Online sports betting and casino gambling might still be on the table as state lawmakers wind down Georgia’s 2020 legislative session.
The Senate Special Judiciary Committee Friday approved a plan to allow sports fans to wager online on sports, which Atlanta’s professional franchises have publicly called for since last fall. Jackson Republican Sen. Burt Jones’ betting bill was tacked on to an unrelated bill regarding traffic citations in a procedural maneuver.
State lawmakers studied gambling proposals last fall, including horse racing and casinos. And while online sports wagers seemed the surest bet at times, the lieutenant governor seemed skeptical at the outset of the 2020 session that expanding legalized gambling beyond the state lottery could happen this year.
Georgians already bet big money on college and professional sports, about $1.5 billion per year, Jones said. He proposes to park online betting administration under the control of the Georgia Lottery and some of the take to Georgia’s HOPE Scholarship and pre-kindergarten programs, he said.
“On the lottery side, you have an unsustainable situation right there, and the only way to keep that program viable for years to come is to do one or two things, either you got to cut cost, cut measures on the Georgia lottery side, or you’ve got to find ways to generate more revenue dollars,” he said.
The scholarship fund sits on about $550 million in unrestricted reserves.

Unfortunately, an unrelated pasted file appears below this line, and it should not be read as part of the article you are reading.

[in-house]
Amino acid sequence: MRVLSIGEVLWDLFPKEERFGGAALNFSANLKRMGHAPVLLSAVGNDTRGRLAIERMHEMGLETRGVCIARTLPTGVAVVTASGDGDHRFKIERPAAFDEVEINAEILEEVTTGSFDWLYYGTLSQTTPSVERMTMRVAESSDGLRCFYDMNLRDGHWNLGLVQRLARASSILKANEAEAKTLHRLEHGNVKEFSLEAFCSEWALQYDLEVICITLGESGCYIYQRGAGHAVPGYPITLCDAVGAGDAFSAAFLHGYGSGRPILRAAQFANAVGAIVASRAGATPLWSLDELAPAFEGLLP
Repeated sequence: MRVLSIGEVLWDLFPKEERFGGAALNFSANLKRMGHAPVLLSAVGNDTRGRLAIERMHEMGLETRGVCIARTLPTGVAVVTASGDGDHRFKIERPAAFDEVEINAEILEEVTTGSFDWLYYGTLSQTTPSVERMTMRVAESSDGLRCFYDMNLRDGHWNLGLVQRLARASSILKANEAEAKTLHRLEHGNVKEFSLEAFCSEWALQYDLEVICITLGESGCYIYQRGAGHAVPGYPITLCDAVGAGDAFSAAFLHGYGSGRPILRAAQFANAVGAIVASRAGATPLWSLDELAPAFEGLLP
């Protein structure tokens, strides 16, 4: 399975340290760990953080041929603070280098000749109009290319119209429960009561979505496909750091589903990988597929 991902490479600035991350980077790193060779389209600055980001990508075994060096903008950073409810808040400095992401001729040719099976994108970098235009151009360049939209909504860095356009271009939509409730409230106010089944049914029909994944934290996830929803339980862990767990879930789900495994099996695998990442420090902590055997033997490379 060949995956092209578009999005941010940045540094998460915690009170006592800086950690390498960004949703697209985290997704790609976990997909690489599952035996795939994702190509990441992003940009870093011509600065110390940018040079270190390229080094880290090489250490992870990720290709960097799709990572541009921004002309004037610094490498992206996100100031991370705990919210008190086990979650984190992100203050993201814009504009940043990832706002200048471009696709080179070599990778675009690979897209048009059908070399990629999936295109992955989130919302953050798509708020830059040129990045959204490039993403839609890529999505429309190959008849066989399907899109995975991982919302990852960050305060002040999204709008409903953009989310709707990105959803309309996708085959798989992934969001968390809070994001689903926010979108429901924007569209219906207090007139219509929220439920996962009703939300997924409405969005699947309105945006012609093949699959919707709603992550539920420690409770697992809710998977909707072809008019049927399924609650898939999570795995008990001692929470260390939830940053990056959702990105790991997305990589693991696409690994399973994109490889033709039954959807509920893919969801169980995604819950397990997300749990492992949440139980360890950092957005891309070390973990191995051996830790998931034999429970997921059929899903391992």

Sports betting companies would pay a 20% tax on their income, which could bring between $50 and $60 million to the Georgia Lottery, Jones said.
Companies would need to pay a non-refundable $50,000 license fee to be allowed to operate in the state.
The heads of Atlanta’s major sports franchises, the Atlanta Braves, Atlanta Falcons, Atlanta Hawks and Atlanta United have all supported legalizing sports betting in public forums.
While some say mobile gambling could come to Georgia with a stroke of Gov. Brian Kemp’s pen on a bill, it would take two-thirds of the Legislature and a majority of Georgia voters to allow casinos to the state.
Odds of that happening may be long, but there’s still a chance, said Rep. Alan Powell, the Hartwell Republican who chairs the House Regulated Industries Committee. Powell co-chaired a study committee last fall that seemed keen on expanding Georgia’s legalized gambling options to include horse racing and casinos.
Powell said in a committee meeting Friday that language included in a resolution for a constitutional amendment that addresses Georgians’ right to petition a superior court can pave the way for casino gambling.
“I don’t even think it was a secret that this bill was intended to be used as a vehicle to move the constitutional amendment to give the people of Georgia a chance to vote on gaming, something that now, possibly, observers might say this (is) an awful good way to raise revenue during these down times,” he said.
The committee didn’t vote on the resolution, but Powell suggested that could soon change.
“This bill will be back up, I suspect, if the powers that be and the author of the bill that is pushing this, if he wants to come up, we may be hearing it as soon as tomorrow or Monday,” he said. “We don’t even know if we’re going to be here tomorrow or Sunday, but we will hear it at some point because there’s a lot of folks who believe that the public has a right to vote.”